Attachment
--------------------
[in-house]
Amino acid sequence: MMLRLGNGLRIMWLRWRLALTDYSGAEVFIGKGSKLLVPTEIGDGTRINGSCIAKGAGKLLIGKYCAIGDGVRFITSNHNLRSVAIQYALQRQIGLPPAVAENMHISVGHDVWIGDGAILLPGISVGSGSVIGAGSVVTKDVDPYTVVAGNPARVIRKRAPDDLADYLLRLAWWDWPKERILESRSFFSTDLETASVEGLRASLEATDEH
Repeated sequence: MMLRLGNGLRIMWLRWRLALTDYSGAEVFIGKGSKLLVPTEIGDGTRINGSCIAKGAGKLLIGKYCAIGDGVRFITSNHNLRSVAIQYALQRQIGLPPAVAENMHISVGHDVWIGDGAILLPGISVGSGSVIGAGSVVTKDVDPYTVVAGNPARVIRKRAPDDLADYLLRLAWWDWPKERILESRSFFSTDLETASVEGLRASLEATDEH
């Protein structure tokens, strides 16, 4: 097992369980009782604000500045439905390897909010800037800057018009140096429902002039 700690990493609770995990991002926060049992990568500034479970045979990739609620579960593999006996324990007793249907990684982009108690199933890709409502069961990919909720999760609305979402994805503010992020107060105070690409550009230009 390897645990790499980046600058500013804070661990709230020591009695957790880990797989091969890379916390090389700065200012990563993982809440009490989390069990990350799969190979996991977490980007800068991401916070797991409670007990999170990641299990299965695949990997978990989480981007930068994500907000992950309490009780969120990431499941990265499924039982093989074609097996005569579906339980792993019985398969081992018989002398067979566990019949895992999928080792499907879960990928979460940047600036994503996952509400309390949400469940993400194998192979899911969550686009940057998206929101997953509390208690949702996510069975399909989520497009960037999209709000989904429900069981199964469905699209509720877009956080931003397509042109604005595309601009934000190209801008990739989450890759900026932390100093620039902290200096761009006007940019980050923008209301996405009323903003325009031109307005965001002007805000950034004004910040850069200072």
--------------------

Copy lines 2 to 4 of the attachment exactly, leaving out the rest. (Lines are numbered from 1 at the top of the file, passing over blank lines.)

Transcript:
Amino acid sequence: MMLRLGNGLRIMWLRWRLALTDYSGAEVFIGKGSKLLVPTEIGDGTRINGSCIAKGAGKLLIGKYCAIGDGVRFITSNHNLRSVAIQYALQRQIGLPPAVAENMHISVGHDVWIGDGAILLPGISVGSGSVIGAGSVVTKDVDPYTVVAGNPARVIRKRAPDDLADYLLRLAWWDWPKERILESRSFFSTDLETASVEGLRASLEATDEH
Repeated sequence: MMLRLGNGLRIMWLRWRLALTDYSGAEVFIGKGSKLLVPTEIGDGTRINGSCIAKGAGKLLIGKYCAIGDGVRFITSNHNLRSVAIQYALQRQIGLPPAVAENMHISVGHDVWIGDGAILLPGISVGSGSVIGAGSVVTKDVDPYTVVAGNPARVIRKRAPDDLADYLLRLAWWDWPKERILESRSFFSTDLETASVEGLRASLEATDEH
């Protein structure tokens, strides 16, 4: 097992369980009782604000500045439905390897909010800037800057018009140096429902002039 700690990493609770995990991002926060049992990568500034479970045979990739609620579960593999006996324990007793249907990684982009108690199933890709409502069961990919909720999760609305979402994805503010992020107060105070690409550009230009 390897645990790499980046600058500013804070661990709230020591009695957790880990797989091969890379916390090389700065200012990563993982809440009490989390069990990350799969190979996991977490980007800068991401916070797991409670007990999170990641299990299965695949990997978990989480981007930068994500907000992950309490009780969120990431499941990265499924039982093989074609097996005569579906339980792993019985398969081992018989002398067979566990019949895992999928080792499907879960990928979460940047600036994503996952509400309390949400469940993400194998192979899911969550686009940057998206929101997953509390208690949702996510069975399909989520497009960037999209709000989904429900069981199964469905699209509720877009956080931003397509042109604005595309601009934000190209801008990739989450890759900026932390100093620039902290200096761009006007940019980050923008209301996405009323903003325009031109307005965001002007805000950034004004910040850069200072």